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Travel Blogs from Seward
What a difference a day makes! We heard from the crew that the boat tour on Friday had to turn back before getting to the really good stuff, but the weather was great on Saturday and we had a fantastic day. Wildlife was exceptional, including sea otters, whales, mountain goats, stellar sea lions, and harbor seals, with the highlight being Dalls porpoises which came and swam alongside the boat for several minutes. Lots of birds, including bald eagles, kittiwakes, murres, ...
... and sort of Velcro hooves, and about life in Alaska.
After lunch in our van, it finally stopped raining so we continued on up the Seward Highway, stopping at the Estes Brothers grocery to admire the historic knife-grinding waterwheel with the sign, “Moose Pass is a peaceful little town. If you have an axe to grind, do it here”. We had been told by other guests at Stony Creek that the ...
... out to open ocean to round the tip of Aialik Cape into Aialik Bay. Jeff up to second level of boat to try and feel better. Poor boy. Meanwhile I think the rock 'n roll is fun! Disclaimer: unless in the marine head, then not fun at all.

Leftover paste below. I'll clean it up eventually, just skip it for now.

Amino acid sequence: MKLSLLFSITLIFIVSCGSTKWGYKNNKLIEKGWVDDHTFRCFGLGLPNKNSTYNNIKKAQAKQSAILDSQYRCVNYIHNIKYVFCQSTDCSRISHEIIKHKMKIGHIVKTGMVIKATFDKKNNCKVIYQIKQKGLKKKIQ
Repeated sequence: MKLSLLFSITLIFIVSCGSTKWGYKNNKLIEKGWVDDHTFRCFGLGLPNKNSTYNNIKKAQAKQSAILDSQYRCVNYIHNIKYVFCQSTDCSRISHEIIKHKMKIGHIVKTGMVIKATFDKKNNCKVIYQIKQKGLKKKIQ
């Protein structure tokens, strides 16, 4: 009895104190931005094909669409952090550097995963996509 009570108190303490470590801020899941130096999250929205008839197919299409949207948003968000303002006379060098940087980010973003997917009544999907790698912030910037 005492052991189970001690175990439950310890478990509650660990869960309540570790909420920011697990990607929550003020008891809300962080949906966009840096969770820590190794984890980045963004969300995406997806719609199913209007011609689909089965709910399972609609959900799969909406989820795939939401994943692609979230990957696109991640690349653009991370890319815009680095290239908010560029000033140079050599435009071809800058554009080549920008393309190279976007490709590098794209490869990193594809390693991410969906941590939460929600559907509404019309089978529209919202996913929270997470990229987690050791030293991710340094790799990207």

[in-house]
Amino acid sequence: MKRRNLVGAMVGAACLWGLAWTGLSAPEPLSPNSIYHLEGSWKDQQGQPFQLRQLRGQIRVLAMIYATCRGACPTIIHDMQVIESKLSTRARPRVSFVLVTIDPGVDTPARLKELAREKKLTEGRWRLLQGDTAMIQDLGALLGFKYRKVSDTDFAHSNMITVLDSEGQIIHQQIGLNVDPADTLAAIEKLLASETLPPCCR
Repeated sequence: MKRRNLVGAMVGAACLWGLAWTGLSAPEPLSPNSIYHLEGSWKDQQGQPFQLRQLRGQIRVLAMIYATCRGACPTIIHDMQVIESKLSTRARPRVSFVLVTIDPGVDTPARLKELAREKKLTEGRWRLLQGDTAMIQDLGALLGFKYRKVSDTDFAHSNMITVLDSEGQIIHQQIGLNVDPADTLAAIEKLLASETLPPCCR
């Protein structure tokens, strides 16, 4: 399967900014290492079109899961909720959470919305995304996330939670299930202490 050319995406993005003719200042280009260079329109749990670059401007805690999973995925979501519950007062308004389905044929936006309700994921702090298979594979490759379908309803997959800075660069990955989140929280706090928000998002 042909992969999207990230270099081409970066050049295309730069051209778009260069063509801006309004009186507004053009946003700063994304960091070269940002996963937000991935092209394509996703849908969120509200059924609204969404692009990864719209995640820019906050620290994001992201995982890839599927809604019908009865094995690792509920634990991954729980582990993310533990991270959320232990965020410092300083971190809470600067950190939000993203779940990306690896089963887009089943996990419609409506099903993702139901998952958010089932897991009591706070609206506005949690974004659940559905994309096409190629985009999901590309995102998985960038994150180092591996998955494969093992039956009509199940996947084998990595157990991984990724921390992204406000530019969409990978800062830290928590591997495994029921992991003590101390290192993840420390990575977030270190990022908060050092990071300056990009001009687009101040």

On our way to a tidewater glacier the captain spotted a small pod of Killer whales or orcas as they call them. About 3 or 4 in the pod. The Japanese tourists onboard were very, very excited and ...
... to come, I hope. We have a full day at sea tomorrow, we should have found our sea-legs by then.
We wandered round the ship to get our bearings and find out where everything is before turning in for the night.
19.50 Passenger boat drill completed
20.10 Vessel undocked and underway to Glacier Bay
Weather SSE fresh breeze, clear skies, moderate visibility 16c
... Creek converge to walk a short trail. This is where prospectors found gold in 1895.
We arrived in Seward which was named for William Seward who negotiated the purchase of Alaska from Russia in 1867 for 2¢ per acre. The town is sandwiched between Resurrection Bay and the Kenai Mountains. Its population is approximately 3,000, but the town swells to 25,000 every 4th of July when runners hit the trail to the summit of Mt. Marathon. We spent ...